Fashion Nova Strikes Again, Less Than 24 Hours After Kim Kardashian Stepped Out In Vintage Thierry Mugler

Posted on February 19 2019 , at 01:58 pm
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The devil works hard but Fashion Nova works waaay harder. 😩😭

Less than 24 hours after Kim Kardashian stepped out in this daring vintage Thierry Mugler cut-out dress, fast fashion brand, Fashion Nova have already created their own version, hired a model, done a photo shoot and put it up for sale.

 

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Don’t Worry, We Got You Covered 👀 Search: “Winning Beauty Cut Out Gown” ✨www.FashionNova.com✨

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The dress (the original one worn by Kim K) was first showcased on the runway in 1997 as part of Mugler’s Couture Spring/Summer ’98 collection.

Fashion Nova’s version which, as at the time of writing this post, is already sold out on their website goes for the sum of 49.99 dollars. CAN YOU BELIEVE THAT?  (For context, an average “simple” couture gown goes for as high as 60,000 dollars or more.)

It wouldn’t be the first time Fashion Nova would be blatantly copying a design from the Kardashians. They famously copied all the outfits Kylie wore on her 21st birthday and even the pink dress Kim wore to the birthday party. Just a few days ago, Kim took to Instagram to throw a not so-subtle lighthearted jibe at them for knocking off everything she wears.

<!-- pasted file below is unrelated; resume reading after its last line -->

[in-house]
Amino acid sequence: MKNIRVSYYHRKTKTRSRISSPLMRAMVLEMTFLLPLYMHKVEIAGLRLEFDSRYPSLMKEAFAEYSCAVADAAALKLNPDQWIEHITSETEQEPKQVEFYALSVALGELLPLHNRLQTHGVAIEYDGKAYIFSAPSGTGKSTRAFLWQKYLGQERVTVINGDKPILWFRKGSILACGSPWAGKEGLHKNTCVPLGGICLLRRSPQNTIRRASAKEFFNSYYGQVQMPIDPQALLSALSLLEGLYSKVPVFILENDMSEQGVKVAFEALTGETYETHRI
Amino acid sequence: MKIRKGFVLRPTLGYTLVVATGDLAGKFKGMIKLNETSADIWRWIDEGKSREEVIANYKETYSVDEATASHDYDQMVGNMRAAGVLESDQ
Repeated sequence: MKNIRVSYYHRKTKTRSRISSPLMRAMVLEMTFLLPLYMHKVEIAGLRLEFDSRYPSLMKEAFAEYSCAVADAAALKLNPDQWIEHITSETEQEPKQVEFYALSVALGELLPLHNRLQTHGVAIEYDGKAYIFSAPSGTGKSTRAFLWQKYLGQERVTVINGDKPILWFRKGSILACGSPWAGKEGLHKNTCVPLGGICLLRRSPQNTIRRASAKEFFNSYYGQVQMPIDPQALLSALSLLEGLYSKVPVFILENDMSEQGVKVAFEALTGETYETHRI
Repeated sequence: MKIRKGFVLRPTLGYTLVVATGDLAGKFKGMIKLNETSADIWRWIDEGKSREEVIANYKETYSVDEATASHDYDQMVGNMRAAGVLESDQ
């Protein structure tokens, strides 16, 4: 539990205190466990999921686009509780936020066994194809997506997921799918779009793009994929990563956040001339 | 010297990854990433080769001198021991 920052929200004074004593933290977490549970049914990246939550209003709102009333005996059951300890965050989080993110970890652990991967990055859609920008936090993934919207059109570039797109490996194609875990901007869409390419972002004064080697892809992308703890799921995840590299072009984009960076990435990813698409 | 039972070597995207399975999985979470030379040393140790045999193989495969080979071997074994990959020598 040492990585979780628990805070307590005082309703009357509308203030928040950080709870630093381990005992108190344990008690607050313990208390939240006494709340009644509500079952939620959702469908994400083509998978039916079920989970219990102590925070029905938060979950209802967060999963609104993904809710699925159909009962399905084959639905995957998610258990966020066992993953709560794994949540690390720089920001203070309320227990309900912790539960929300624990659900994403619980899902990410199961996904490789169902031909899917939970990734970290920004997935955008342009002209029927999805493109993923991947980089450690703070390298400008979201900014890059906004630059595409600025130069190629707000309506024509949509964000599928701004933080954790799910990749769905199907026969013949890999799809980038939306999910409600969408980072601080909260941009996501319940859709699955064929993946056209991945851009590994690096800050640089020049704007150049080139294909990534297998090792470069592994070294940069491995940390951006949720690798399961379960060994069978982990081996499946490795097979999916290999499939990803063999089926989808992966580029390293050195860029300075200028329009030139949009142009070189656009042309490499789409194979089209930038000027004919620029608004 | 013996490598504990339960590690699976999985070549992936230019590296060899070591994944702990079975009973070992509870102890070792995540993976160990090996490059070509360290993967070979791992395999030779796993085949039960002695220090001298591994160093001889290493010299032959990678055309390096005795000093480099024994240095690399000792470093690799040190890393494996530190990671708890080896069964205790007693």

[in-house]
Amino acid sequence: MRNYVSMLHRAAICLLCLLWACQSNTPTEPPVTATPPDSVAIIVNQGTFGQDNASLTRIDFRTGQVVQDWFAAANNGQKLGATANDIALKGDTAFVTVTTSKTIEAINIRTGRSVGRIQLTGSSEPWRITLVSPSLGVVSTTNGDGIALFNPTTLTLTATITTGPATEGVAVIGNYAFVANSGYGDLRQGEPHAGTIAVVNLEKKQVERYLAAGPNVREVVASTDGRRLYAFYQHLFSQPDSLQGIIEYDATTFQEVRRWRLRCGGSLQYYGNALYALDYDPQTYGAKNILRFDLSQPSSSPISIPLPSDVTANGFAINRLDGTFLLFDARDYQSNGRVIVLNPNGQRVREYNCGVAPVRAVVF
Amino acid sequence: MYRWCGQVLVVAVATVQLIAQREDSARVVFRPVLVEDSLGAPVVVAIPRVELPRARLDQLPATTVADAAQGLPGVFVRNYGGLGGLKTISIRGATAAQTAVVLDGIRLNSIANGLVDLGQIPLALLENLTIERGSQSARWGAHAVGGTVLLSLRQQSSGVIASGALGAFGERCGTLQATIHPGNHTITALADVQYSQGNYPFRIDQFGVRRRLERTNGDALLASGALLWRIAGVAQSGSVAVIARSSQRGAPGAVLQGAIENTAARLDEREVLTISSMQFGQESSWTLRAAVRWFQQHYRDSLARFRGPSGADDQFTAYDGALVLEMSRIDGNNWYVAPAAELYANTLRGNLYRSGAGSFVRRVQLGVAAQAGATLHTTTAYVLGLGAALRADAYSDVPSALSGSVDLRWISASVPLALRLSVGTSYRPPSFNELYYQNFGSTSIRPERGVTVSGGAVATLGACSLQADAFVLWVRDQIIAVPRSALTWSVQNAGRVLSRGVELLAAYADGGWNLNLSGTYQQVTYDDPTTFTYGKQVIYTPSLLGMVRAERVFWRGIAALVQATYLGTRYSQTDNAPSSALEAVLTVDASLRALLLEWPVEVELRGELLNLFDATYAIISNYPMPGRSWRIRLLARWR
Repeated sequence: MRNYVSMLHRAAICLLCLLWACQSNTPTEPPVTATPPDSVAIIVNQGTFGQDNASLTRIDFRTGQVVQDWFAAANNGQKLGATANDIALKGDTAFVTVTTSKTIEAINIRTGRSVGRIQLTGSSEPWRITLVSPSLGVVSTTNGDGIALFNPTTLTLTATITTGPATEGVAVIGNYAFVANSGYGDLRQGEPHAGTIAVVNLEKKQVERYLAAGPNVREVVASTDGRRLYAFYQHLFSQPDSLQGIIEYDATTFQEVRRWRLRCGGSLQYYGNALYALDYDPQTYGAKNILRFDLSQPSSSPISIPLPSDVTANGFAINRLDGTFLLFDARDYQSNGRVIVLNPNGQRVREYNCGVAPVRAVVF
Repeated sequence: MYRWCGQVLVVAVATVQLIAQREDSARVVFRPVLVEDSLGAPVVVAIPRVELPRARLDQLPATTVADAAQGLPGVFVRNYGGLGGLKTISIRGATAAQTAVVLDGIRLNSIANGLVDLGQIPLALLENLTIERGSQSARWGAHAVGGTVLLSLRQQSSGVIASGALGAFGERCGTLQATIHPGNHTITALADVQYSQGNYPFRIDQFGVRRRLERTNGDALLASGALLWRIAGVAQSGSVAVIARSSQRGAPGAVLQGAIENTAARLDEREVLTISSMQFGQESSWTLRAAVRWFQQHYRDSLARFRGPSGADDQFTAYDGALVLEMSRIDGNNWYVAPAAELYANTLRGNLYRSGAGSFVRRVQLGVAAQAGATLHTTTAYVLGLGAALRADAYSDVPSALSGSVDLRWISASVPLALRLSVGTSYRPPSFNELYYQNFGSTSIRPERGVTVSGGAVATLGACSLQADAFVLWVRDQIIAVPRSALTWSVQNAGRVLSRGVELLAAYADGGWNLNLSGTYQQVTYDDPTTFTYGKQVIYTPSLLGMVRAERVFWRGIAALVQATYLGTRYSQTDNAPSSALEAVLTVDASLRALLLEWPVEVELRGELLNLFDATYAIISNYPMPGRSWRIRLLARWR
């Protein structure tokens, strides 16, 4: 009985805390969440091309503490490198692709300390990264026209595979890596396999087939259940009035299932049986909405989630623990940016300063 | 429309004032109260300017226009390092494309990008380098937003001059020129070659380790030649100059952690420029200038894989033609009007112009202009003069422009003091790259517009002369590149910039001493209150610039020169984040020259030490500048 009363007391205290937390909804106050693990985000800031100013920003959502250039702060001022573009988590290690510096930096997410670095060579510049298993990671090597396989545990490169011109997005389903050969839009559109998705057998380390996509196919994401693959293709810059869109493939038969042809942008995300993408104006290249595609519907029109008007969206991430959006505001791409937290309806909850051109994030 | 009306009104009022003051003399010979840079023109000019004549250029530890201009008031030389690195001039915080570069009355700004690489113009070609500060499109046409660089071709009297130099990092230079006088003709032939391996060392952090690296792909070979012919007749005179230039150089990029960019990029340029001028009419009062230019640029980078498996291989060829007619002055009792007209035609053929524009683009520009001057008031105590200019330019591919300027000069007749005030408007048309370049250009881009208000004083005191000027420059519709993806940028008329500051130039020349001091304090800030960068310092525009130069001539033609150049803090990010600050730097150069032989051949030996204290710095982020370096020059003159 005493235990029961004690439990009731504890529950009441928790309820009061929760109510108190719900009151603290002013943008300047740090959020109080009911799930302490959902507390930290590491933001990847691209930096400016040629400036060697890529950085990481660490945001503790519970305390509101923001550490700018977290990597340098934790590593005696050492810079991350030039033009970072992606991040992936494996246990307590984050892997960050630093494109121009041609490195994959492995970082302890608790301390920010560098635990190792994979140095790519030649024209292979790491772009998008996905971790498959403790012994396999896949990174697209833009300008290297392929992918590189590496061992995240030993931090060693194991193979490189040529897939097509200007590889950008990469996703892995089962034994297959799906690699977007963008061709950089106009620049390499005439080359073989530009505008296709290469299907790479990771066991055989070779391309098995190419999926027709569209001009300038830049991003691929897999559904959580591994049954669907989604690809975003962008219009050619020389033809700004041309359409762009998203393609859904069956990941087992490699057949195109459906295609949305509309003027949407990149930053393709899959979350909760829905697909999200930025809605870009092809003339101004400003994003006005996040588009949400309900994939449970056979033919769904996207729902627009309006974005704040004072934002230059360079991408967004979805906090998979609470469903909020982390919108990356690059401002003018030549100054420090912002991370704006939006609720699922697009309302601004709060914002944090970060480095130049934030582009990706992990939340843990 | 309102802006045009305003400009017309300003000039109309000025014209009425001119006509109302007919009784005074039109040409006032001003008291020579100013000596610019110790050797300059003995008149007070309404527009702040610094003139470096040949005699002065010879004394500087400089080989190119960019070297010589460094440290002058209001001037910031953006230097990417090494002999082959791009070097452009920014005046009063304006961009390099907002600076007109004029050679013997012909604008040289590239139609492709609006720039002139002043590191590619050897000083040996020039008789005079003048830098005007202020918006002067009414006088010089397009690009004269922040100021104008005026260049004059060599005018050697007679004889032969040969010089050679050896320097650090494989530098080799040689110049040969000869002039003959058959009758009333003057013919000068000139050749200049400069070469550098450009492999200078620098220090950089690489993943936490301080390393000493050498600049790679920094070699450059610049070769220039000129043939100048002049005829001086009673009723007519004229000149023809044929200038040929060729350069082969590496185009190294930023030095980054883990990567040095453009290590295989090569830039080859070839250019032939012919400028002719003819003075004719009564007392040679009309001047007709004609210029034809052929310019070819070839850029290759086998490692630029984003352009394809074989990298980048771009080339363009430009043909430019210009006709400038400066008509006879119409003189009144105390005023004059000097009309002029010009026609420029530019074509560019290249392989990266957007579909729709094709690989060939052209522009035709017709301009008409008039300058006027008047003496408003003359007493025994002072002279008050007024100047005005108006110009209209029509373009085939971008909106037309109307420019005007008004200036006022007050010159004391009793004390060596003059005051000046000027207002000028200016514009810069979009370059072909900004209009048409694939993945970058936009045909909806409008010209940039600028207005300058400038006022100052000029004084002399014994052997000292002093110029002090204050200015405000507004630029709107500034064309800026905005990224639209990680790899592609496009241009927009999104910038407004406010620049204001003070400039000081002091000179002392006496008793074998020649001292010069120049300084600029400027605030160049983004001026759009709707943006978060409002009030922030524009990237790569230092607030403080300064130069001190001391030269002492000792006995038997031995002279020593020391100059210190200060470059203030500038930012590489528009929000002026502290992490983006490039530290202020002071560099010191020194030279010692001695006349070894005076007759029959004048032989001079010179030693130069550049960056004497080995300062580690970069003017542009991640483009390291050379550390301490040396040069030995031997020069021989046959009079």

Now if like me you’ve wondered why fast fashion brands like Fashion Nova get away with blatantly copying people’s designs, here’s what I found out.

Apparently in the United States, there is no copyright protection for fashion design unlike music and literature because the fashion industry is deemed by the law as a “manufacturing industry rather than a creative one.”

The reasoning is that clothes, bags etc are “inherently useful” like food and water, so they should be readily available and accessible.

The only way a brand can sue another for knocking off their design is if the copy has elements of a trademarked logo, prints or name.

Another way one might be able to take legal actions is if the design is so recognizable that everyone associates it with the brand AND you have registered it as a trade dress – Hermès did this with their Birkin. But even this doesn’t guarantee that you’ll win in court.

 

This post first appeared on www.234star.com

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